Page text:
Monday, March 25, 2013

Guest: What's so GOOD about GOOD FRIDAY?

What’s So Good about Good Friday?

Justin Holcomb

What’s So Good about Good Friday?

Why do we call Good Friday “good,” when it is such a dark and bleak event commemorating a day of suffering and death for Jesus?

For Christians, Good Friday is a crucial day of the year because it celebrates what we believe to be the most momentous weekend in the history of the world. Ever since Jesus died and was raised, Christians have proclaimed the cross and resurrection of Jesus to be the decisive turning point for all creation. Paul considered it to be “of first importance” that Jesus died for our sins, was buried, and was raised to life on the third day, all in accordance with what God had promised all along in the Scriptures (1 Cor. 15:3-4).

On Good Friday we remember the day Jesus willingly suffered and died by crucifixion as the ultimate sacrifice for our sins (1 John 4:10). It is followed by Easter, the glorious celebration of the day Jesus was raised from the dead, heralding his victory over sin and death and pointing ahead to a future resurrection for all who are united to him by faith (Rom. 6:5).

Still, why call the day of Jesus’ death “Good Friday” instead of “Bad Friday” or something similar? Some Christian traditions do take this approach: in German, for example, the day is called Karfreitag, or “Sorrowful Friday.” In English, in fact, the origin of the term “Good” is debated: some believe it developed from an older name, “God’s Friday.” Regardless of the origin, the name Good Friday is entirely appropriate because the suffering and death of Jesus, as terrible as it was, marked the dramatic culmination of God’s plan to save his people from their sins.
In order for the good news of the gospel to have meaning for us, we first have to understand the bad news of our condition as sinful people under condemnation. The good news of deliverance only makes sense once we see how we are enslaved. Another way of saying this is that it is important to understand and distinguish between law and gospel in Scripture. We need the law first to show us how hopeless our condition is; then the gospel of Jesus’ grace comes and brings us relief and salvation.

In the same way, Good Friday is “good” because as terrible as that day was, it had to happen for us to receive the joy of Easter. The wrath of God against sin had to be poured out on Jesus, the perfect sacrificial substitute, in order for forgiveness and salvation to be poured out to the nations. Without that awful day of suffering, sorrow, and shed blood at the cross, God could not be both “just and the justifier” of those who trust in Jesus (Rom. 3:26). Paradoxically, the day that seemed to be the greatest triumph of evil was actually the deathblow in God’s gloriously good plan to redeem the world from bondage.
The cross is where we see the convergence of great suffering and God’s forgiveness. Psalm 85:10 sings of a day when “righteousness and peace” will “kiss each other.” The cross of Jesus is where that occurred, where God’s demands, his righteousness, coincided with his mercy. We receive divine forgiveness, mercy, and peace because Jesus willingly took our divine punishment, the result of God’s righteousness against sin. “For the joy set before him” (Heb. 12:2) Jesus endured the cross on Good Friday, knowing it led to his resurrection, our salvation, and the beginning of God’s reign of righteousness and peace.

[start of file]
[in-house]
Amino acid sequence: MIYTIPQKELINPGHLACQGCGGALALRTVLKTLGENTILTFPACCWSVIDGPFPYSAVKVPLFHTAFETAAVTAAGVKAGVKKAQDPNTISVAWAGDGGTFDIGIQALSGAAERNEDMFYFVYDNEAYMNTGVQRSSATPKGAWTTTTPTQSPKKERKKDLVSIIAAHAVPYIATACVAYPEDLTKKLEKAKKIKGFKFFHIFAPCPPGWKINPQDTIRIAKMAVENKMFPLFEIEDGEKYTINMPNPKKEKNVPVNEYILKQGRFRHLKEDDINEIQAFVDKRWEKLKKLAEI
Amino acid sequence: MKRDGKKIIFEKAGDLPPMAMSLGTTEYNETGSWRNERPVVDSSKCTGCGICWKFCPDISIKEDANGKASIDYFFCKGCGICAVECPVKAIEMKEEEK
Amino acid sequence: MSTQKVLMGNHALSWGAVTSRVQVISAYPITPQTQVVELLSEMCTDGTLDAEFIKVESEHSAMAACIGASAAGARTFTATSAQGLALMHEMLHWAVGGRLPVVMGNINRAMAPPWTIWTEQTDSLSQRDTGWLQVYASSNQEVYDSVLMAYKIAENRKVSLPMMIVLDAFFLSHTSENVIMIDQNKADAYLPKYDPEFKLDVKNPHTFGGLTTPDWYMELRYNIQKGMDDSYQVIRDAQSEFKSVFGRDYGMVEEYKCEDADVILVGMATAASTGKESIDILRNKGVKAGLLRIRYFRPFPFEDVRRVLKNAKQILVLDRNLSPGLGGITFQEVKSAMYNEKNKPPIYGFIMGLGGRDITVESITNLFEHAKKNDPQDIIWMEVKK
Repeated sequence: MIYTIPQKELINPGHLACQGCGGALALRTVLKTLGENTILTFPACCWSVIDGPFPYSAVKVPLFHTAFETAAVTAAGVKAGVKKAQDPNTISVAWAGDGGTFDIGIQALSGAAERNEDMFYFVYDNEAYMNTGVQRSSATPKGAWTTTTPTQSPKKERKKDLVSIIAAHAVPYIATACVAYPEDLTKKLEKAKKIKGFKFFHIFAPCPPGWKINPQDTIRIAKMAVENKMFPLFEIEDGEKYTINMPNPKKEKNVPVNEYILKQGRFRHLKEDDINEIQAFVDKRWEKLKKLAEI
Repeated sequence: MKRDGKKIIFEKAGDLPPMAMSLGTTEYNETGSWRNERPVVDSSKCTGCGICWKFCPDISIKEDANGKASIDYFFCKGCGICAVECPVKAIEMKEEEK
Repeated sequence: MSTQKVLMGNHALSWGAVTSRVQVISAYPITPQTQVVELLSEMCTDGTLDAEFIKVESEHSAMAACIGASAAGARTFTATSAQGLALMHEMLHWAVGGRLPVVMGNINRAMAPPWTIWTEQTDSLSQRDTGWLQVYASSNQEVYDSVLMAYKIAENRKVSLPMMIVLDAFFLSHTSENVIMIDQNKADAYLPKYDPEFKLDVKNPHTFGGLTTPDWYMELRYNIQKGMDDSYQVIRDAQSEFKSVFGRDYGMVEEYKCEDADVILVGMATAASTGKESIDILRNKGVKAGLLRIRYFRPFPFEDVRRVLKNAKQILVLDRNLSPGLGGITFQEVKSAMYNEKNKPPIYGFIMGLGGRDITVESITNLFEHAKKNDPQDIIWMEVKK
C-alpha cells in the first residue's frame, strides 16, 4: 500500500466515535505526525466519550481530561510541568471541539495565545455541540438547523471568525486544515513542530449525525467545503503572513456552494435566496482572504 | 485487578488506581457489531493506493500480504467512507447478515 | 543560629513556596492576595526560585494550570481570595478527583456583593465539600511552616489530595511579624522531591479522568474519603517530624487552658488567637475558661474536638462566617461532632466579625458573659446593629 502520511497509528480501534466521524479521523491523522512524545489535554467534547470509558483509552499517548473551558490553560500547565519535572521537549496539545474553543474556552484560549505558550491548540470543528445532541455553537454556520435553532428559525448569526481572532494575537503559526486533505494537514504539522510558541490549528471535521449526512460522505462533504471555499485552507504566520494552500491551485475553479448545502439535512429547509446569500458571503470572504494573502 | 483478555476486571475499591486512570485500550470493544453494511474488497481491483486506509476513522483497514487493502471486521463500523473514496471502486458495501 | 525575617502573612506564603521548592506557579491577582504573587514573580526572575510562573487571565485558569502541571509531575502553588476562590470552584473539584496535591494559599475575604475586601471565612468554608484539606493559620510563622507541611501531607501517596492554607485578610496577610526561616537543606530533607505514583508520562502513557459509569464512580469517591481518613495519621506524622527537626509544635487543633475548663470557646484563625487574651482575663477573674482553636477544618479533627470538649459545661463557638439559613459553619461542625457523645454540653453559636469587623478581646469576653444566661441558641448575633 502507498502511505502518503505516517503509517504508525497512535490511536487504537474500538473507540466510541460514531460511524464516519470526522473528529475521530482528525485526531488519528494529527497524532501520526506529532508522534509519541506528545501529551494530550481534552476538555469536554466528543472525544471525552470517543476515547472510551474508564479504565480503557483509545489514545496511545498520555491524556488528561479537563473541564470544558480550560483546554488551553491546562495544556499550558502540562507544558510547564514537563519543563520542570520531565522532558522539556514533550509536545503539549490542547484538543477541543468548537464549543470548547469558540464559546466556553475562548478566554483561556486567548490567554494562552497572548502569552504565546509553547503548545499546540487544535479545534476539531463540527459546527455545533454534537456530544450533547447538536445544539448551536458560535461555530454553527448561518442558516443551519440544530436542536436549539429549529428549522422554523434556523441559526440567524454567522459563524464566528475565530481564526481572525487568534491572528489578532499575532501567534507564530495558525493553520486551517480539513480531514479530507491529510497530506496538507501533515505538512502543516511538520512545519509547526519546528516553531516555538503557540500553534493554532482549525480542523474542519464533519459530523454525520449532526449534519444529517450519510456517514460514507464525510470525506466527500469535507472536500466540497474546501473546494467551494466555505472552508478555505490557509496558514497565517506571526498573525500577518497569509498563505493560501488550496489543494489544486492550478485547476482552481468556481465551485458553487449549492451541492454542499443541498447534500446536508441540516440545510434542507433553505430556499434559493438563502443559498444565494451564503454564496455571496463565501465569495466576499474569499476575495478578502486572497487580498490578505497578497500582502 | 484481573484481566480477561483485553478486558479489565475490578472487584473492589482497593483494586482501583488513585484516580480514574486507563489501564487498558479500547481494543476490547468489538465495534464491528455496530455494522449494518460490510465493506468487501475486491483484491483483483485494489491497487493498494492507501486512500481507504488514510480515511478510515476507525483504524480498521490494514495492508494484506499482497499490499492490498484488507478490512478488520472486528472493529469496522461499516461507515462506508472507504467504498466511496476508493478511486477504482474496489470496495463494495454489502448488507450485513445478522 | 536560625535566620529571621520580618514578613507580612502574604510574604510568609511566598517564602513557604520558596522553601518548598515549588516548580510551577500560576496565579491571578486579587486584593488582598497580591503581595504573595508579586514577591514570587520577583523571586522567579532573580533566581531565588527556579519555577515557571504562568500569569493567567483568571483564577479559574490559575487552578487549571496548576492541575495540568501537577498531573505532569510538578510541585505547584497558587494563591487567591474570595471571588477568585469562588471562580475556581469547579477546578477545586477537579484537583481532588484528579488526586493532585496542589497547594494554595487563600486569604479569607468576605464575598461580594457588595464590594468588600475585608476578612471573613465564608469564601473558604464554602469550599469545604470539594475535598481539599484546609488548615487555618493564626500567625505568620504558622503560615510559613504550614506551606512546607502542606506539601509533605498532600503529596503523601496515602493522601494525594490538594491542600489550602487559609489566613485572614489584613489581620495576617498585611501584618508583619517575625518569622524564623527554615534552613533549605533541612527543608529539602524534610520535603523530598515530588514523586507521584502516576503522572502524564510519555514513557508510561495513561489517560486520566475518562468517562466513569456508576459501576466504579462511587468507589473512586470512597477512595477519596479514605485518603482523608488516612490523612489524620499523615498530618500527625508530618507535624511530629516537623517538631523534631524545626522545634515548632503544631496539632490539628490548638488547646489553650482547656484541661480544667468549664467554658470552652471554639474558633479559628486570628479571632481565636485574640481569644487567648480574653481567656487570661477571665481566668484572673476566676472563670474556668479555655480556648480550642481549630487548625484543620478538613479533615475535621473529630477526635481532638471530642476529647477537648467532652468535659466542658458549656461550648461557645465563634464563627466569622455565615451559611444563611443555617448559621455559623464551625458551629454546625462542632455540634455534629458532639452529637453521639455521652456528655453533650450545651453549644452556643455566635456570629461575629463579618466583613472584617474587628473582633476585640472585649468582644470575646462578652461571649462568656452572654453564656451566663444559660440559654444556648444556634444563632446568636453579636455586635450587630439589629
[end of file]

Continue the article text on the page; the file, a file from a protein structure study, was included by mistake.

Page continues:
Good Friday marks the day when wrath and mercy met at the cross. That’s why Good Friday is so dark and so Good.

Justin Holcomb is Theologian in Residence at Mars Hill Church, where he also serves as Executive Director of Resurgence and the Leadership Development department. He is also Adjunct Professor of Theology and Philosophy at Reformed Theological Seminary.
Justin wrote On the Grace of God. He and his wife, Lindsey, are the authors of Rid of My Disgrace: Hope and Healing for Victims of Sexual Assault. He is also the editor of Christian Theologies of Scripture. You can find him on FacebookTwitter, and

Wednesday, March 6, 2013

Seek First to Understand and then to be Understood

I'm writing a very short comment here today because of a comment written on my blog entry about losing my Mother In Law.   Someone (anon) wrote to me and asked me to describe how to set up a blog, etc...  and NEVER once said I'm sorry for your loss as a reply to that article.   I mean WTH?  

I deleted it but there is still a lesson to be learned.  Do not ask grieving people to help you build a website or blog.  If you are reading this and have that problem, maybe this will help you. 

If you're like the rest of the world and would never do that, thank you!  I don't often respond to these kinds of things but this time I am.  I don't help others set up blogs or websites, thank you!  I have so much time trying to physically try to be online to write that all I do is write my own blog.

Tuesday, March 5, 2013

My Mother In Law died on Feb. 15, 2013

We don't just want you to donate, Carolyn and John want to give you something to thank you.  Carolyn sells SCENTSY and makes her own candles (when she's not confined to bed most of the day...  fibromyalgia and osteoporosis is bad right now)  So here is the donation button and please tell us what we can send to you?  We of course will send thank you notes (real ones) to those who donate.  

That is the button to click on.

 PayPal monitors all accounts for fraud, ensuring that donations are not collected by someone falsely claiming to be a non-profit organization, or by a group in violation of PayPal's Acceptable Use Policy, such as a hate group. PayPal's system will allow anyone to create a Donate button, but will monitor the donations for compliance with their policies.